Scafell Pike and Sca Fell
Scafell Pike, which at 3210 feet, is not only England’s highest mountain but also the hardest to get to. Some people count Scafell Pike and Sca Fell as one mountain, this is incorrect as they have separate summits and Sca Fell is around fifty feet lower than Scafell Pike. This Lake District mountain has unfortunately seen many terrible accidents.
However, if you honestly get to the top you get the feeling of great accomplishment and the scenic views from the top is truly breathtaking – well worth the climb. Scafell Pike is part of a range of peaks known as the Scafell Pikes, which is what you have to work your way over or around before you can actually start climbing the big one. This is the reason you need a relatively long time to get to the summit, unlike the other mountains which are closer to civilisation or offer parking nearby.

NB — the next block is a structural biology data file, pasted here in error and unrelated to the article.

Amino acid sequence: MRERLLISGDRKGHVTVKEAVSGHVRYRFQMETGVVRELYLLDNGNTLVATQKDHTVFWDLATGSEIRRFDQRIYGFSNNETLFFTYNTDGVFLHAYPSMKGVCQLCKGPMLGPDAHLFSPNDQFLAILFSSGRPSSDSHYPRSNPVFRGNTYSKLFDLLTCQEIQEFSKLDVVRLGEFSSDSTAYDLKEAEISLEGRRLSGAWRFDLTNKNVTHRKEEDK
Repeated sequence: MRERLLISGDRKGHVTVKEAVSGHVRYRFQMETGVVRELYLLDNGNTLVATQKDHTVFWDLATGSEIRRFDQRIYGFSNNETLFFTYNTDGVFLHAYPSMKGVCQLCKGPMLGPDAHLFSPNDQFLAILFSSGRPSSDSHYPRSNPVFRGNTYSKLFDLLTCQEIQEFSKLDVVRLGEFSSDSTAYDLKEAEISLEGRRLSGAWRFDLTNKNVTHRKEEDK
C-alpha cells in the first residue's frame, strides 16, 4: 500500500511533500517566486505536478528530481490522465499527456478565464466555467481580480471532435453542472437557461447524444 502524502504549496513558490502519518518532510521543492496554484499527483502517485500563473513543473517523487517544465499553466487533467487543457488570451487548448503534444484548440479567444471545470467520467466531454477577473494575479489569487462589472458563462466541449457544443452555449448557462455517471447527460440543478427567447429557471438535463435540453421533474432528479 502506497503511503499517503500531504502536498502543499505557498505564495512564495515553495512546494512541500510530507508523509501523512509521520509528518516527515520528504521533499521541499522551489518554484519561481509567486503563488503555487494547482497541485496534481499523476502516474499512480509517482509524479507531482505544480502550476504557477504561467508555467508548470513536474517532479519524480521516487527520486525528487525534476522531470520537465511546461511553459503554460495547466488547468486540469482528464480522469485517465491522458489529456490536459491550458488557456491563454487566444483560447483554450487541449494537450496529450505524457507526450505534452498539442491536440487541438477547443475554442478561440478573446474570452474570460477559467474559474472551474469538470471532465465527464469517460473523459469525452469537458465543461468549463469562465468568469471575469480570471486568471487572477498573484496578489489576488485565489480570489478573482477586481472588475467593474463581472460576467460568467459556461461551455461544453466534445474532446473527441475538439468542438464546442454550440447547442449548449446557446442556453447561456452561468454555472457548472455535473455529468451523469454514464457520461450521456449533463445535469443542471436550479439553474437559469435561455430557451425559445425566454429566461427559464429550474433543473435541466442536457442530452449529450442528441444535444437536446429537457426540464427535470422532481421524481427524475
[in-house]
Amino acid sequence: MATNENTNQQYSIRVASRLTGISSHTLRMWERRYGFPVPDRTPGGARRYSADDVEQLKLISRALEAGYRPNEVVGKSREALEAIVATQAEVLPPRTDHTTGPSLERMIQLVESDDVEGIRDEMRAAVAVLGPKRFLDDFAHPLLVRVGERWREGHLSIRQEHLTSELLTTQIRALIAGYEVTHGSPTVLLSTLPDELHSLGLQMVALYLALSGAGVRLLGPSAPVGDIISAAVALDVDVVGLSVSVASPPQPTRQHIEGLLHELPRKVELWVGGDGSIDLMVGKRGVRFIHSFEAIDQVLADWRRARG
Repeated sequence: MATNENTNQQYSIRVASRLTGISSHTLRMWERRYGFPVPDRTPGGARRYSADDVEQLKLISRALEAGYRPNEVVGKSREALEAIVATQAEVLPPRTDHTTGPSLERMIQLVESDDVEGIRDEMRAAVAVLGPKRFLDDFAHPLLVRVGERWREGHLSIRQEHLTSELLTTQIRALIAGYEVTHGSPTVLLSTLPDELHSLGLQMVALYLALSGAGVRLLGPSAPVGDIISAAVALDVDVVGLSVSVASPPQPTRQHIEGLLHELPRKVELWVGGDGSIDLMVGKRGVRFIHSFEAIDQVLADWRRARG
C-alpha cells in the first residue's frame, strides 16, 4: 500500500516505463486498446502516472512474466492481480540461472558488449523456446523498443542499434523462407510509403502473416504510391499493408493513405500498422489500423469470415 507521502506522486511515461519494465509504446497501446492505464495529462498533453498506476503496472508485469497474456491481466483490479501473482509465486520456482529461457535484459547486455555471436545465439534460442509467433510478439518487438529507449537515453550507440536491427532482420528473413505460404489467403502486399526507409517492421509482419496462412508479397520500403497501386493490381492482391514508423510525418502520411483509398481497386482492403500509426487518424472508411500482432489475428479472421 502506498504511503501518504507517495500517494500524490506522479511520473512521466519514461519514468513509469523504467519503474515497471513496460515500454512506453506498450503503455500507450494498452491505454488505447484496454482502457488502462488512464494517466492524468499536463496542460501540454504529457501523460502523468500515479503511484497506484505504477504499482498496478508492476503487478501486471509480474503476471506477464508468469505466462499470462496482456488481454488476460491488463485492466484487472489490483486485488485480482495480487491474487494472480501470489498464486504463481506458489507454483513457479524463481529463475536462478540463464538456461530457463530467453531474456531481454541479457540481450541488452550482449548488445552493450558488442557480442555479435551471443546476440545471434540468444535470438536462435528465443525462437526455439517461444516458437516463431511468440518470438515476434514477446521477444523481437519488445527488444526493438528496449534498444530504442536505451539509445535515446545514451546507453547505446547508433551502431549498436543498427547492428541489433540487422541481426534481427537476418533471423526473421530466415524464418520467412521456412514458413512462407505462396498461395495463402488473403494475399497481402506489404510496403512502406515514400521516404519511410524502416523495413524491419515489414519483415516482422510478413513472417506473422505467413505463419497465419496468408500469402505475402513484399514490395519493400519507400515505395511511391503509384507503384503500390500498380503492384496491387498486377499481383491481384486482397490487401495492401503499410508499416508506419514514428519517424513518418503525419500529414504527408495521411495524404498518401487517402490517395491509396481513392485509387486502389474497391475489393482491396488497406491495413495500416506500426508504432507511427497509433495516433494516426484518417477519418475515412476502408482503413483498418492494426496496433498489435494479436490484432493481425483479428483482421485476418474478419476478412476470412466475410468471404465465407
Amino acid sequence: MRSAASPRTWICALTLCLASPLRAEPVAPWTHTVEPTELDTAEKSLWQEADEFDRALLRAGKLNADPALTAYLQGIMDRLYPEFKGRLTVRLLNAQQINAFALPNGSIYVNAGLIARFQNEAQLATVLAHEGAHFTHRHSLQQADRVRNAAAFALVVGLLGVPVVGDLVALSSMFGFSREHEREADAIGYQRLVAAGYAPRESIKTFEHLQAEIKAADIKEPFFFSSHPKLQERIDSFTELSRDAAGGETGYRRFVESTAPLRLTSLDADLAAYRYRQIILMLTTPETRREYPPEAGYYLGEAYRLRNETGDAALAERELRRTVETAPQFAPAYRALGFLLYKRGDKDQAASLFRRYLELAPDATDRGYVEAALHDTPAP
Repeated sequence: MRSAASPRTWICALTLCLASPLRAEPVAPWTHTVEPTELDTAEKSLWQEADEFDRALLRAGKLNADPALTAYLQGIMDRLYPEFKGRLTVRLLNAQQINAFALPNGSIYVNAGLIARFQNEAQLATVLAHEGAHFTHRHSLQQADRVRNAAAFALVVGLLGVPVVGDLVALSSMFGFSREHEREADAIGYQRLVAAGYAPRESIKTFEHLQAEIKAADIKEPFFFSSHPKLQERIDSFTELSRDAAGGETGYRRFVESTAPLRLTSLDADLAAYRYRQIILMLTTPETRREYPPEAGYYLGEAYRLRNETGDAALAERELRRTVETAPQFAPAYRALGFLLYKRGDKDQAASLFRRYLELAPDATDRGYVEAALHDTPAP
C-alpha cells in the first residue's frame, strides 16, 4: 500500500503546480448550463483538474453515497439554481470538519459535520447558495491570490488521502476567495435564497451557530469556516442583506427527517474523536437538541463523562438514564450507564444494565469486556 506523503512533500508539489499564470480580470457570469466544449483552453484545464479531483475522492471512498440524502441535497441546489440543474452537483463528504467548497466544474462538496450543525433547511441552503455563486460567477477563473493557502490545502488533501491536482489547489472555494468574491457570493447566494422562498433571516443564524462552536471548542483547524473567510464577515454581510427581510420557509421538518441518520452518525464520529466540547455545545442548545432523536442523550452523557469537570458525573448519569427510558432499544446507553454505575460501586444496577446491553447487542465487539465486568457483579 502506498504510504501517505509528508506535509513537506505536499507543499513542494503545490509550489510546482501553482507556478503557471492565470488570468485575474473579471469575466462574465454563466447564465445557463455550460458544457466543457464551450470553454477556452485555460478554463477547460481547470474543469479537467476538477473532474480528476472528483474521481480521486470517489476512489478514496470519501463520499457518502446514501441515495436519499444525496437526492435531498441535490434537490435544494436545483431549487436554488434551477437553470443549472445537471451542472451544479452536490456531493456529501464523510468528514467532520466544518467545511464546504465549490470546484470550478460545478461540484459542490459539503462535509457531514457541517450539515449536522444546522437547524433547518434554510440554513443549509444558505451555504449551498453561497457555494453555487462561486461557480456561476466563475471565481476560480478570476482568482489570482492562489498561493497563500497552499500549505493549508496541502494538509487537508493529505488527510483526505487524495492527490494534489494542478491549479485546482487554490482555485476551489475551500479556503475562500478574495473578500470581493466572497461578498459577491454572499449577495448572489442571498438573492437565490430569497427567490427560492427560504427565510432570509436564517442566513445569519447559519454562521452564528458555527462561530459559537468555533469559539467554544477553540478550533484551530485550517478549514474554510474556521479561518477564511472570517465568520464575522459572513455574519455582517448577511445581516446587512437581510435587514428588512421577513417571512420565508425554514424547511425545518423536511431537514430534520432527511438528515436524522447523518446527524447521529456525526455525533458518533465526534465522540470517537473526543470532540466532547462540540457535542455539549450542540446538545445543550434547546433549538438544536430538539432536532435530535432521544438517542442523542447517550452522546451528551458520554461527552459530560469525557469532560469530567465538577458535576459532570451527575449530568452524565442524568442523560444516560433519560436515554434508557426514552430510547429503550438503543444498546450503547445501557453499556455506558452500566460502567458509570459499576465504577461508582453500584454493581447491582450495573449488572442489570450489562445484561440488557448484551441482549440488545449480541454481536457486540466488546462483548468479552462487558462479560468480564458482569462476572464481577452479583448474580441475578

First recorded climb
The first person to record his climb of Sca Fell (or better known as Scafell) was Samuel Taylor Coleridge, he did this in 1802 on his own with a pen and a bottle of ink. He wrote a letter once he reached the summit of Sca Fell, hence the first recorded climb of Sca Fell. In 1921 someone fell down a ravine called Piers Gill. He broke both ankles and was forced to lay there for eighteen days before he was found.
Fortunately he landed near a pool of water and it was this that kept him alive. The route from Wasdale Head, which contains England’s deepest lake Wast water, is the shortest and quickest, however, this is the steepest route. Unfortunately, you still have to get round and into Wasdale and this is a long drive from central Lakeland. Another route is to go up by Esk House and then to come down the Corridor Route.